What Happens If A Property Doesn’t Sell At Auction UK
What Happens if a Property Doesn’t Sell at Auction in the UK?
Selling your commercial or residential property at an auction can be one of the most rewarding and exciting methods of finding a new owner for your property. Despite the high success rate of an auction (over 80%), it can happen then one or more property fails to meet the reserve price. In this case, the property will be considered “unsold.” While you might have been ready for this eventuality, what happens next can often feel intimidating.
Understanding why your property didn’t sell
Before moving forward and deciding on a different strategy to sell your property, it is essential to understand why it did not sell. The most common causes of these eventualities are:
A too-high reserve price
Pricing your property too high or wrongly can represent a significant obstacle. Moreover, properties that are always priced slightly lower than their value will attract more interest. In turn, this will become more bid. Ultimately, the property will be sold for much higher than expected.
Missing legal pack
If the legal pack is not ready for the auction day, potential sellers might not fully understand the specifics of the property. This can represent a significant drawback for buyers who are prepared to invest in an advantageous property.
No access to view the property
Independently on price and legal pack, you should always ensure that potential buyers have access to the property. Failing to open it for views can cause them to have doubts about the quality of the property.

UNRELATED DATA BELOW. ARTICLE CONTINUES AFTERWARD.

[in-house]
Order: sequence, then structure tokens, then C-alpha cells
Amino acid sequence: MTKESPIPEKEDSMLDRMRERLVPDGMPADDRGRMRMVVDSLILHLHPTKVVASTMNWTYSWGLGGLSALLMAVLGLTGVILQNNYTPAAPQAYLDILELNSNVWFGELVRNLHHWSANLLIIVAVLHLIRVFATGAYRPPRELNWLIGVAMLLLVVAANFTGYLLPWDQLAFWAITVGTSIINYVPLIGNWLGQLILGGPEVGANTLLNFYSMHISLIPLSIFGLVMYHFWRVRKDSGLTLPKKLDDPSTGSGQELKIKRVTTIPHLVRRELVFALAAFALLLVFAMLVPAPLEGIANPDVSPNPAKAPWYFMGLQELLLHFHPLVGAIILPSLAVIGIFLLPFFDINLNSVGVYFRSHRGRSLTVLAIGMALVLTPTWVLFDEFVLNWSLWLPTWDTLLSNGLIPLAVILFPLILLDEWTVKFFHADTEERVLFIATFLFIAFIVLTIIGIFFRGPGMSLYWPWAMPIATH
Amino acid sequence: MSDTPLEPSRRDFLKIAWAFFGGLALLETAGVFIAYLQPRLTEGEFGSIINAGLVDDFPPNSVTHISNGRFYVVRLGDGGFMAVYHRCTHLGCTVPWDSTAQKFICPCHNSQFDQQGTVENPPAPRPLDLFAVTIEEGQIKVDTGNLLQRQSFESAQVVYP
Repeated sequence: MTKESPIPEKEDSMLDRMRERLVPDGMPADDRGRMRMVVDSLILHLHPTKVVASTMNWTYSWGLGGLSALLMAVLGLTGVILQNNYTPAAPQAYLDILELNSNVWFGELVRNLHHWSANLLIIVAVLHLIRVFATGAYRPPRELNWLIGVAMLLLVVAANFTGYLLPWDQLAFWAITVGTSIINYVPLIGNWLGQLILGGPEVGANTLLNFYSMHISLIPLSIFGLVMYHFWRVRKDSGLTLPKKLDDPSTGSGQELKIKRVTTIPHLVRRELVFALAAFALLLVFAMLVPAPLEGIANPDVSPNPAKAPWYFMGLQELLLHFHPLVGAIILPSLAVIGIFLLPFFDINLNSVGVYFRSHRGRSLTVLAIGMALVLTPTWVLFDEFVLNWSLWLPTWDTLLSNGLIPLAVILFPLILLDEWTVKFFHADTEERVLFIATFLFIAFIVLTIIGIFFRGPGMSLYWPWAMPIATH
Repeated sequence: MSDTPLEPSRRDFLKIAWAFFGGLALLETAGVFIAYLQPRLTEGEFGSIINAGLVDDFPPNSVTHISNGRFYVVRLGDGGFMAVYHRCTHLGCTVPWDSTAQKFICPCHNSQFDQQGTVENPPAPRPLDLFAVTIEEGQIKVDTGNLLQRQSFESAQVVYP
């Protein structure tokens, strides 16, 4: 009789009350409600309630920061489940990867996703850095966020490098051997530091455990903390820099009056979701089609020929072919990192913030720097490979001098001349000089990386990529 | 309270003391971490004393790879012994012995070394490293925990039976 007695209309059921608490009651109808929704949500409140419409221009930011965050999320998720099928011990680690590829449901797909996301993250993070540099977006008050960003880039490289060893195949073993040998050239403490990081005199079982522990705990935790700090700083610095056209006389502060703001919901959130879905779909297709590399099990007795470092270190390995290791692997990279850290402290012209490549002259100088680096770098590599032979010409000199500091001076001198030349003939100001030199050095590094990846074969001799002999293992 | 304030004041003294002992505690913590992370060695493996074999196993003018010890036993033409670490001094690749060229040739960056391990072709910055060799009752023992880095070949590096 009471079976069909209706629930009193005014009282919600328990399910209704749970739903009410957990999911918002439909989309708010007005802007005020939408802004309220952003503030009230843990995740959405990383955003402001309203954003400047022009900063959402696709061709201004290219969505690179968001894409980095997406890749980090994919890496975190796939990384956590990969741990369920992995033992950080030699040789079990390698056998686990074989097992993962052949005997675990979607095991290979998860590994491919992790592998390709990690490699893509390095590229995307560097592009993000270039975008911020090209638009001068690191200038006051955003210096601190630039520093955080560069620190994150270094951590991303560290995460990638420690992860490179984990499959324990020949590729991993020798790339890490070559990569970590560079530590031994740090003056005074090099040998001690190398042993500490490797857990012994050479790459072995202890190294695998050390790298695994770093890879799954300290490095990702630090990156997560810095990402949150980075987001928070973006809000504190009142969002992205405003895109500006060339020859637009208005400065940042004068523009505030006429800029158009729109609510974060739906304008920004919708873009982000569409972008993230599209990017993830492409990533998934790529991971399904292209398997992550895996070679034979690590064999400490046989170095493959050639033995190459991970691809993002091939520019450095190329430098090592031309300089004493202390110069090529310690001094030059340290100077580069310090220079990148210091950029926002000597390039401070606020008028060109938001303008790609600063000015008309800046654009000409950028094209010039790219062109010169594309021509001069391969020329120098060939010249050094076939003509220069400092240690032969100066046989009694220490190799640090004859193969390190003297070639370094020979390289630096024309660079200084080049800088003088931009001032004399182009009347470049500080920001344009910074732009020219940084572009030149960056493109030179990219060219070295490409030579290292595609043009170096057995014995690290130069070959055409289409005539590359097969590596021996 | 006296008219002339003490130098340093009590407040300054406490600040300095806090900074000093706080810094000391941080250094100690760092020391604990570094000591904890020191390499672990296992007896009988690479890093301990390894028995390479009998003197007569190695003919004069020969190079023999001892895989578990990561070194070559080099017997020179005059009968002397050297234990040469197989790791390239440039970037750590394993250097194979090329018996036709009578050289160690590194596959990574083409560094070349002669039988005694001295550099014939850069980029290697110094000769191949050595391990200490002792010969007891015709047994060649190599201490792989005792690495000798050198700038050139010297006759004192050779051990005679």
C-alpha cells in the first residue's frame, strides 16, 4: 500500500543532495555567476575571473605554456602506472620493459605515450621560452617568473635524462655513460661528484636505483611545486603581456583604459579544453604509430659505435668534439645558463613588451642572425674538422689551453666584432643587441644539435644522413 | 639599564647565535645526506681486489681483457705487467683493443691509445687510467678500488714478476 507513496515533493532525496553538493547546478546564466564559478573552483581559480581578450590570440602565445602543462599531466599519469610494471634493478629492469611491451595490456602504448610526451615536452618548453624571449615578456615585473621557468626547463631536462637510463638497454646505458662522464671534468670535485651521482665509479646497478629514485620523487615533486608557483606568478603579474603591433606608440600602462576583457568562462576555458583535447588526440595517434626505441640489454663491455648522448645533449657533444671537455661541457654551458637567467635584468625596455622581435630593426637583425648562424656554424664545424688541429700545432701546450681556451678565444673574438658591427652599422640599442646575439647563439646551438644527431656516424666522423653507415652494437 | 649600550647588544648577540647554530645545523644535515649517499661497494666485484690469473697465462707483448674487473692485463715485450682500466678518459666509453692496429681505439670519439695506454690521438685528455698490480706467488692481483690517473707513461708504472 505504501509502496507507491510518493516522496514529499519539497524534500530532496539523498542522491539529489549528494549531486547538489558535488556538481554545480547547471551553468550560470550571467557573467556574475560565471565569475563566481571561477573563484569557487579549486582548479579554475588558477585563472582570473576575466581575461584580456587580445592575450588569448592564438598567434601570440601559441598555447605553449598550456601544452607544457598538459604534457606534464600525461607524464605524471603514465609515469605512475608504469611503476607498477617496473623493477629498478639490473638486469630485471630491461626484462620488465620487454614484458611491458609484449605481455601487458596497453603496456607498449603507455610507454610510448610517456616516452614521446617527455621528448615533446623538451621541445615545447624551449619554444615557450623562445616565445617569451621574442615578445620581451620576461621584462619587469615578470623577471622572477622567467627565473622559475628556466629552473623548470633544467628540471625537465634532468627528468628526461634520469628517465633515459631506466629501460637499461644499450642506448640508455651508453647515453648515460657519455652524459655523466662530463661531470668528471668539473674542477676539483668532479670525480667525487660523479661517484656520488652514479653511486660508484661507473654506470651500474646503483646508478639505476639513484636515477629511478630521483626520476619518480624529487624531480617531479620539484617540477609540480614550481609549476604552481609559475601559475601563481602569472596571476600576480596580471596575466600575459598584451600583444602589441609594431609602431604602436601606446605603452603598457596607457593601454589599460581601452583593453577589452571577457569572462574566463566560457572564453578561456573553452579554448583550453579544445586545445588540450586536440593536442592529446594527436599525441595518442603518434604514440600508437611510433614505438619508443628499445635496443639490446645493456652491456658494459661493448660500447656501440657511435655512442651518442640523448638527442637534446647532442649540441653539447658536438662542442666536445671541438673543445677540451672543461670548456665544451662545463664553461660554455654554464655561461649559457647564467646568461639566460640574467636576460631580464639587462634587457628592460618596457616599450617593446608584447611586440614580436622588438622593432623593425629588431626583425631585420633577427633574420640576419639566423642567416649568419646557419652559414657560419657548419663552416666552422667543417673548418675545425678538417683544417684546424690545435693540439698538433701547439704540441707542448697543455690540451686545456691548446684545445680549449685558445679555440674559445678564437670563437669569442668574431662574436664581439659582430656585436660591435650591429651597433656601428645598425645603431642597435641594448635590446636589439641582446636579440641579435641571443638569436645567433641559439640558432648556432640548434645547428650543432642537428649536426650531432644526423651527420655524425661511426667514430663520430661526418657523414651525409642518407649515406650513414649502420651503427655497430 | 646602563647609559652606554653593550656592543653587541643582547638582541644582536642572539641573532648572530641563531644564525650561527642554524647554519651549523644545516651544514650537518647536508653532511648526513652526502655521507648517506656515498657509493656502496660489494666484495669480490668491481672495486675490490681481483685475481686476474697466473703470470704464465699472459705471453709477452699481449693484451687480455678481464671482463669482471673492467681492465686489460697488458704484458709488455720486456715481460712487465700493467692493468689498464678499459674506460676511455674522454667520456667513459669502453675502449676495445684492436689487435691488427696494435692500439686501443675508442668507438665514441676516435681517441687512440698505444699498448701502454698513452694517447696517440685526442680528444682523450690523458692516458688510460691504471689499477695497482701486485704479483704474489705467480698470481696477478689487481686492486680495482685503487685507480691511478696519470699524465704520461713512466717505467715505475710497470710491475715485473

Your property didn’t sell: what happens next.
Auctions are the ideal way of selling properties since these are often reasonably priced and allow you to sell for more than expected. If your property has not reached the reserve price, the first thing you should know is that you don’t have to pay for the auction. Then, move onto one of the strategies below.
Continue marketing the property.
After the auction, sellers can continue advertising the properties on boards and platforms like Rightmove, or Zoopla. Many auctioneers decide against this strategy. However, sellers should notice that this technique is often successful. Indeed, it can happen that buyers need a little more time to research and view the house before placing an offer. By continuing advertising it, you might find the perfect buyer in no time.
Participate at a second auction
Participating in a second option can be an excellent idea to re-market your property. This is a strategy seller will use once they have granted access to the property, priced it differently, or acquired the legal pack.
Common Concern: Does a failed auction affect the property’s saleability?
In brief, no, a failed action will not affect the value and price of a property. Indeed, if you decide to sell the property privately through an estate agent, potential buyers are not likely to get to know about the property entering an auction. Moreover, if you have informed the estate agent about the circumstances of the auction, they might be able to explain why it did not reach the reserve price.